AVK: I have been reading a lot of contemporary poets recently who mainly come from India and write in English. They sure know how to write and I am amused at the so-called establishment for not knowing of them or picking up on them. Reena Prasad, you already know. There are many more like that. But if you mean contemporary famous poets I have to mention Geoffrey Hill. This is a far cry, I know, from my liking for Wordsworth and Frost. But he is a challenging read. The problem with my love for poetry is it is very vast. Today from my memories on facebook, for instance, I dug out posts of poems by Pablo Neruda, Jorge Guillen, Sextus Propertius, St John of the Cross, Roy Campbell...Boris Pasternak! Joseph Brodsky! It's crazy! Since you name 'Billy', I like Billy Collins. How it all feeds off into my writing is by giving it range. I guess. Reading so much has helped me to be very wide in topics I cover etc.

DV: If someone were to label you in terms of "topic" (i.e., as a "love poet" or a "pastoral poet," for example), what do you think would be the most representative "box" for you to be put into?

AVK: Having written so many kinds of poems I do not classify myself but people tell me my love poems are my best ones, so yes, a love poet it would be. This is because it inspires me the most and sears me literally into poetry. I like that inspired feeling and its results. It never palls, especially when laced with sex, romance, erotica and the eternal complexity of the psychological intimacies and intricacies of man-woman relationships.

DV: What about "style"? Are you a postmodernist, a minimalist, a Romantic?

AVK: I'm all that but probably also a Modernist with High Modernist pretensions. Meaning I was very heavily into poets like Ezra Pound so I use a lot of references, allusions, intertextuality, quotes, fragments etc. Post-Poundian with a vengeance. There's another thing, which is I often write like the Beats. I like to attempt huge poems that ramble on and are very wordy, explanatory and descriptive and are not considered by those who do not like them as poetry... Romantic, yes, minimalist, yes, in attempting short poetry and from Beckett, post-modernist, more rarely but inevitably yes - finally, love poet!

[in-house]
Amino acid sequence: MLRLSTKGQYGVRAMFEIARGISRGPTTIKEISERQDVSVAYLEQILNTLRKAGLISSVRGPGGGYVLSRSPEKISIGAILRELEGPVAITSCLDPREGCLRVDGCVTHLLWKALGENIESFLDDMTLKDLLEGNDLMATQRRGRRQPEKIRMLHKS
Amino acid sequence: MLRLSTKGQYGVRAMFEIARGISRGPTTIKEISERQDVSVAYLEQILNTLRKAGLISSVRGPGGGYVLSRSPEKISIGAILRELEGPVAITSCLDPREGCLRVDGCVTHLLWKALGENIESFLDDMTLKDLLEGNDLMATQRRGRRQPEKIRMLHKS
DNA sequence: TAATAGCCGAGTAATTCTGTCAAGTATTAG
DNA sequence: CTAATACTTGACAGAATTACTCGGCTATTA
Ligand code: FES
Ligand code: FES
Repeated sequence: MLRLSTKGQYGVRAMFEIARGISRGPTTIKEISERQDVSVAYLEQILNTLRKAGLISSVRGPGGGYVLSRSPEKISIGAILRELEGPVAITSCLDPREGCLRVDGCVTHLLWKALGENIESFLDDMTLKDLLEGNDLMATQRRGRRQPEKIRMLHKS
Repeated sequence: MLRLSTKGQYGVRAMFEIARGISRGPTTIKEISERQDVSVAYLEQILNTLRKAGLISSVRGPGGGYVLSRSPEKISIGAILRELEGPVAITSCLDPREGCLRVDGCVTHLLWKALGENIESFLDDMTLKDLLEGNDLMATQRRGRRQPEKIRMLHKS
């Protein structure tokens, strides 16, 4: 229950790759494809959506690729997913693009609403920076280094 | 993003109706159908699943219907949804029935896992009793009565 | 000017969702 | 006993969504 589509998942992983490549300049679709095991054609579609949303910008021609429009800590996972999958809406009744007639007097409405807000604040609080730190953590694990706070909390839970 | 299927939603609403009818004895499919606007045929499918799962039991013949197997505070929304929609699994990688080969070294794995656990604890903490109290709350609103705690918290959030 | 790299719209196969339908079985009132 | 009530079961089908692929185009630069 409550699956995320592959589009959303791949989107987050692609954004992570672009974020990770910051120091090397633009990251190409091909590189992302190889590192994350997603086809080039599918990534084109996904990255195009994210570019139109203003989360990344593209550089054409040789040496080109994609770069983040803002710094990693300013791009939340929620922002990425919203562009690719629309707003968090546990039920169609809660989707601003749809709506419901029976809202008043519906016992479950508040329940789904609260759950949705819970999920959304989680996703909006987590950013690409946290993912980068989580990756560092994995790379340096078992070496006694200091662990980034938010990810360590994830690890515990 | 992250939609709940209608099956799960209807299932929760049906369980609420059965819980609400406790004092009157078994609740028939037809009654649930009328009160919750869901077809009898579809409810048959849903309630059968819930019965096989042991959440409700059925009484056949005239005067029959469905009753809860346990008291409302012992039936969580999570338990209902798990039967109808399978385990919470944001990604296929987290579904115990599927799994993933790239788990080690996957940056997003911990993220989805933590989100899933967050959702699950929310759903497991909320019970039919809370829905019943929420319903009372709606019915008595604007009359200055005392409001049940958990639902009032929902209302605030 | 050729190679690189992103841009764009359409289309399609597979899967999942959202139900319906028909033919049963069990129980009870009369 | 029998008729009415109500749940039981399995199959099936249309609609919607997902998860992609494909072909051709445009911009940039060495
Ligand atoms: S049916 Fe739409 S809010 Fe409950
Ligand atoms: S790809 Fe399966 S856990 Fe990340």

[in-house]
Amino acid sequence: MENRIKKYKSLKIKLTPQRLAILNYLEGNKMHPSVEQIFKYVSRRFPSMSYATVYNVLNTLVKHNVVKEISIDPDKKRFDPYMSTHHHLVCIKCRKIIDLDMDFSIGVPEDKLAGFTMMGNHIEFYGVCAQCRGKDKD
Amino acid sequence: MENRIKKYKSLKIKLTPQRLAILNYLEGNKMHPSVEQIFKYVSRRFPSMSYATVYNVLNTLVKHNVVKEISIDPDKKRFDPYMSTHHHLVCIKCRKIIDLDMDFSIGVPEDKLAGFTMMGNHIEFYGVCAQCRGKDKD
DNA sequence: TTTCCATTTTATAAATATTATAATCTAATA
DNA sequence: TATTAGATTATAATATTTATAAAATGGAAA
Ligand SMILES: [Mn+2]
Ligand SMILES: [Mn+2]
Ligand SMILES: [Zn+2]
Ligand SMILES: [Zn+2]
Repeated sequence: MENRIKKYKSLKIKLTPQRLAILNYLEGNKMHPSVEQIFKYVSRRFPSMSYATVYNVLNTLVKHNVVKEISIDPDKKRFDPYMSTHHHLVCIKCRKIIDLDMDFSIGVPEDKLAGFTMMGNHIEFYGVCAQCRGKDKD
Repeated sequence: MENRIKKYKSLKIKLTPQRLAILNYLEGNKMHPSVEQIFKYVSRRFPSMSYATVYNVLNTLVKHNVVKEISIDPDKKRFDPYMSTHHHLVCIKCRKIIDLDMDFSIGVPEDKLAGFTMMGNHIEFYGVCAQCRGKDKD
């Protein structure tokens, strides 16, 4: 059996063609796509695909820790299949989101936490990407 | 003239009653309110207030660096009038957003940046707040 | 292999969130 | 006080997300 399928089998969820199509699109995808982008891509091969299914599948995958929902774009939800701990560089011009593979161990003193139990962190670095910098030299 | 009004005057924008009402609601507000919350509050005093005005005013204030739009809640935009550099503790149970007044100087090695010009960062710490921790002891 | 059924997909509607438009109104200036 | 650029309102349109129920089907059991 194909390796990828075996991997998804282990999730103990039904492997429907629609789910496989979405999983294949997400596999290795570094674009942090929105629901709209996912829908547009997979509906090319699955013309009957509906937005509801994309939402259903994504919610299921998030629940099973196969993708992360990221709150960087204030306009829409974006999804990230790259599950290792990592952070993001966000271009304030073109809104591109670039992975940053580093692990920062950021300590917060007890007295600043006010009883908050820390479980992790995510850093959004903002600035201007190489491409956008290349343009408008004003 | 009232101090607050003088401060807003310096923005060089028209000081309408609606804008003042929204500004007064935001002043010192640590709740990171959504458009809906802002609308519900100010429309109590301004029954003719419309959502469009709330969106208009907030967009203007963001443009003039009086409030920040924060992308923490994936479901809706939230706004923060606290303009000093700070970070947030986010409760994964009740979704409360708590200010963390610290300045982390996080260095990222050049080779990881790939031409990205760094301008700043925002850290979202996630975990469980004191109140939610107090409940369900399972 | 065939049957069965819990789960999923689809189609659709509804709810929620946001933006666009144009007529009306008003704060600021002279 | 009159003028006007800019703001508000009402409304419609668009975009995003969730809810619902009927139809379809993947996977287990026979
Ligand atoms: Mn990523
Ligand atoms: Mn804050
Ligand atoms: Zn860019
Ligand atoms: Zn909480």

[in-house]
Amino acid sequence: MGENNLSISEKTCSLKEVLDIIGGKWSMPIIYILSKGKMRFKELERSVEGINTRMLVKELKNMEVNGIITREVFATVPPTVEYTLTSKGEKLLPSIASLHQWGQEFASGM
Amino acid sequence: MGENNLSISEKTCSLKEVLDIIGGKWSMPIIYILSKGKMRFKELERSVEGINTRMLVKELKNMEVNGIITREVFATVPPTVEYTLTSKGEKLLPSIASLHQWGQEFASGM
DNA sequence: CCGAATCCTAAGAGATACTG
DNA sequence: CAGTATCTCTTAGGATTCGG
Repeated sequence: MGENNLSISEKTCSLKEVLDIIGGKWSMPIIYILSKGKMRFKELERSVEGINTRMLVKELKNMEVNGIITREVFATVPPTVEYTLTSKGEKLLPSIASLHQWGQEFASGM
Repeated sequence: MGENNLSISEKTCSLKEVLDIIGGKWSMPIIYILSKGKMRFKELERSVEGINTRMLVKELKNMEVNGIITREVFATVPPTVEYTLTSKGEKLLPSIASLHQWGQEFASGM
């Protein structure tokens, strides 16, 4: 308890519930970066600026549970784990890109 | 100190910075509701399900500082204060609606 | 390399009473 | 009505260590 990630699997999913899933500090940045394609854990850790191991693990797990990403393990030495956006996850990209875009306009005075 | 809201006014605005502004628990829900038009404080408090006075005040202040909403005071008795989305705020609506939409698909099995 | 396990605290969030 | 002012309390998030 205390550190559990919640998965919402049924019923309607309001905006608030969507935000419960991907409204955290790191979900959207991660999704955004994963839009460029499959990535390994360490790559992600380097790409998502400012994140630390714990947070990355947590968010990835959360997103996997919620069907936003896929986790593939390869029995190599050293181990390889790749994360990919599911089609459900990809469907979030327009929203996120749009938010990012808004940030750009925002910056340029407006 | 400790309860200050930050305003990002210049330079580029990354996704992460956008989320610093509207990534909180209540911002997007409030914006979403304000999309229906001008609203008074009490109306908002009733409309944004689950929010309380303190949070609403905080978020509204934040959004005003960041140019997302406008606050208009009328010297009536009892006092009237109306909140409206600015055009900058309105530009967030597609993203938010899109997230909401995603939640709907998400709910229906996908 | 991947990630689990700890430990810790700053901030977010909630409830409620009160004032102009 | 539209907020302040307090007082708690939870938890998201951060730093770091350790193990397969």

DV: Certainly in English, and I suspect in all other languages as well, poets deal with love more than with any other subject. Second place, whatever it is, is not even close! Why do you think that is so? After all, our other emotions can also be as overpowering and all-consuming. Is it because being in love is a common neurosis and we don't have to try to hide it? Is it because, unlike our other powerful feelings, it actually takes us out of ourselves and gives us a new identity for a time?
AVK: Yes, love is not only an aphrodisiac but a drug. Drugs do what mystical or spiritual experiences do, lift one out of oneself, melt the ego - whatever terms we use, give us temporary enlightenment. It is like a designer drug or a cocktail drug - with its combination of sex and romance, sensuality and sensoriality (is that an acceptable word?) , and potent mix of emotions like grief, happiness, hurt, pain, suffering, ecstasy all mixed in with it. It gives one an adrenaline rush and releases endorphins. It gives rise in the case of poets like me to the best of poetry. It is really the key to poetry of a very high quality.  I have read Federico Garcia Lorca and Octavio Paz and both are superb poets but people talk most of Neruda. Why? Because of the love factor. Paz is more intellectual and Lorca more about passion. To give just one example. The world changes but love remains a constant. A poem of Mahmoud Darwish's the name of which I forget now that speaks of a Palestinian man loving an Israelite girl says it all. Children and their innocence, art like music, family bonds and love remain among the last few refuges of mankind we still consider sacrosanct enough that will help us to bond together in the face of increasing divides and poetry that celebrates these themes finds universal appreciation as do poems on women getting empowered. I am sure you know what I mean. However, the poetry of empowerment often seems escapist, a kind of way of circumventing activism through words as if words alone are enough. But that of love is not as it often springs from not just emotion but experience. What I mean is to talk of the evils of war will not necessarily bring peace but to talk of love always strikes a chord.